THERE is solid optimism Australian beef will be able to overcome European Union farmer sensitivity around our red meat as free trade negotiations get underway.
In the wake of the European Commission giving the green light to start talks with Australia and New Zealand, red meat exporters are resolute beef access be included as a imperative component of a free trade agreement.
The beef industry has been working hard in the market to reassure European farmers our sector will not displace domestic production.
Meat and Livestock Australia’s business manager for Europe Josh Anderson said our industry had a positive presence in Europe and as the negotiations were launched would continue engaging with EU industry groups to collaborate on a mutually beneficial trading outcome.
“The fact is, the EU is not self-sufficient in either beef, sheepmeat or goatmeat production,” he said.
“By the year 2030, the EC estimates there will be a market shortfall of around 147,000 tonnes beef per year.
“European consumers desire high quality imported food and we know they already value Australia’s beef for its consistency and quality.”
Australia, as global supplier of fresh, safe, high quality red meat, had invested in dedicated supply chains to meet the EU consumer needs and would continue advocating the message that our industry was ideally positioned to help meet a portion of that demand in the future, Mr Anderson said.
Alan Oxley, principal of consultants ITS Global and one of Australia's most authoritative advisers on international trade, said farm lobby groups in Europe had certainly displayed reluctance to see their protected markets diminished - Germany and Italy in particular.
He agreed, however, this was gradually being overcome.
Australian Meat Industry Council chief executive officer Patrick Hutchinson agreed European consumers valued Australian meat products very highly for their consistent and predictable quality.
“Low volume import quotas have meant we haven’t always been able to meet demand, so we’re excited by the opportunity this could bring,” he said of the announcement this week that talks would begin within weeks.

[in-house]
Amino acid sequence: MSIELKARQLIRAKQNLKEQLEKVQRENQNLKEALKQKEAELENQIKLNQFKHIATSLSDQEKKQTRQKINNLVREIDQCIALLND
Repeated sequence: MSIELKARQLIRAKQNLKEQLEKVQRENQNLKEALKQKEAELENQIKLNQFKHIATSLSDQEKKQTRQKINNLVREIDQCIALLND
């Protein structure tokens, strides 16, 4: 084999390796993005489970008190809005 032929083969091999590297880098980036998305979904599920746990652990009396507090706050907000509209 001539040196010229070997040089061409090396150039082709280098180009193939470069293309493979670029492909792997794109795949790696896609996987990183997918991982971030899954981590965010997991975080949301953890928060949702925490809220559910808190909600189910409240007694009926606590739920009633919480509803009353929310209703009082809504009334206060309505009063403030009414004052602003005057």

The EC said trade agreements with Australia and New Zealand would provide EU businesses with a valuable entry point into the wider Asia-Pacific region and put European companies on an equal footing with those from the other countries in the areas that have signed up to the Comprehensive and Progressive Agreement for Trans-Pacific Partnership (CPTPP).
Access to Europe's 510 billion consumers via an FTA could deliver a windfall of between $4.1 and 6.4 billion in gross domestic product for Australia by 2030, according to an EU scoping study published last year.
Mr Oxley said Australia’s main interest in a trade relationship with Europe was agriculture.
What might be attractive to Europe was the fact they were one of our biggest foreign investors, he said.
“We could grant them the same freedom to invest in Australia up to $1b, which we negotiated in other FTAs - frankly, I think it’s in our interests to grant that anyway,” he said.
Australia’s dairy industry, meanwhile, has urged the government to push back against excessive restrictions that could damage the value of dairy exports to EU countries, which already declined by 94.3 per cent over the 10-year period to 2016, from US$45 million to just US$2.3 million.
“It is vital that the FTA has benefits for both sides, considering the ease of access European dairy manufacturers have to the Australian market,” Australian Dairy Industry Council chair Terry Richardson said.
Of particular concern are efforts to restrict the use of common cheese names, often referred to as geographic indications of origin (GIs).
“We are deeply concerned that GIs will mean local manufacturers and exporters will no longer be able to use common names like Parmesan or feta because of EU GI regulations,” Mr Richardson said.